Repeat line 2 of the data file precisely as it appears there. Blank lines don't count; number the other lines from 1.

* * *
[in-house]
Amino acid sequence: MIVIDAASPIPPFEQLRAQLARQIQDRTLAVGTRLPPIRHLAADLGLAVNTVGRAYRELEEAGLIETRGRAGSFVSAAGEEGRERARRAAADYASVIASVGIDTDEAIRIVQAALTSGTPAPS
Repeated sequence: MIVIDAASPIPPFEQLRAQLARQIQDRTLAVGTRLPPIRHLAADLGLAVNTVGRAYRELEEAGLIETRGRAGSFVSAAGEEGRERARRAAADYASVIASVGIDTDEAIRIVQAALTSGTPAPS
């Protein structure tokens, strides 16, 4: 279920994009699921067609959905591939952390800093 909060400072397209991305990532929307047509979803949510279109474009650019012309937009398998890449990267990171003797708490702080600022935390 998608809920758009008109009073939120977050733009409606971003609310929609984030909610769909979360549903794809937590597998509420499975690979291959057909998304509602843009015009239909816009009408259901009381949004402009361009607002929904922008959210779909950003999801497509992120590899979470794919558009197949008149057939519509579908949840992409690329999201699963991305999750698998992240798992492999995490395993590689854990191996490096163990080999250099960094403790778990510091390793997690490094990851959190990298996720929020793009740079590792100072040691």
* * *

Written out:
Amino acid sequence: MIVIDAASPIPPFEQLRAQLARQIQDRTLAVGTRLPPIRHLAADLGLAVNTVGRAYRELEEAGLIETRGRAGSFVSAAGEEGRERARRAAADYASVIASVGIDTDEAIRIVQAALTSGTPAPS